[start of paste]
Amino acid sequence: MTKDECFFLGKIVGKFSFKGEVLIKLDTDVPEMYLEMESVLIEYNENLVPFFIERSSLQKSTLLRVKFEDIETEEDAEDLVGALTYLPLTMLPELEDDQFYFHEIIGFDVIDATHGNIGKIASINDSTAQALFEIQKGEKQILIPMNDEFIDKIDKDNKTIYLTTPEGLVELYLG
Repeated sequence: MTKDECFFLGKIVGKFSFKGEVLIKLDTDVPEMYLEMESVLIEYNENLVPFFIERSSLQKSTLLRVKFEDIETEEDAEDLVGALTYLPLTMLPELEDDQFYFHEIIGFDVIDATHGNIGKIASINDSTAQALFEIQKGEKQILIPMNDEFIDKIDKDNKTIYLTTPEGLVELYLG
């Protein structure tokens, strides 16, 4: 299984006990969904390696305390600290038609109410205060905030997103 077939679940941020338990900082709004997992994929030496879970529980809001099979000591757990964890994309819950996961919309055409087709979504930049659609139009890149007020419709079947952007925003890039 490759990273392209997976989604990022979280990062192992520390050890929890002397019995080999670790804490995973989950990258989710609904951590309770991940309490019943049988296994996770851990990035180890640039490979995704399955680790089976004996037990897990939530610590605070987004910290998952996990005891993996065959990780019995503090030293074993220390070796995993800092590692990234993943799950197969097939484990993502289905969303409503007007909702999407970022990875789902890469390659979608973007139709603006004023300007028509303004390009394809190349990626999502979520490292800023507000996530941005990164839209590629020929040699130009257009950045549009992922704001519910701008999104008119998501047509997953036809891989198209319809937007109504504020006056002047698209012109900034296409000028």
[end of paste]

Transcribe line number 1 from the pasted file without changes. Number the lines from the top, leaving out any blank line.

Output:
Amino acid sequence: MTKDECFFLGKIVGKFSFKGEVLIKLDTDVPEMYLEMESVLIEYNENLVPFFIERSSLQKSTLLRVKFEDIETEEDAEDLVGALTYLPLTMLPELEDDQFYFHEIIGFDVIDATHGNIGKIASINDSTAQALFEIQKGEKQILIPMNDEFIDKIDKDNKTIYLTTPEGLVELYLG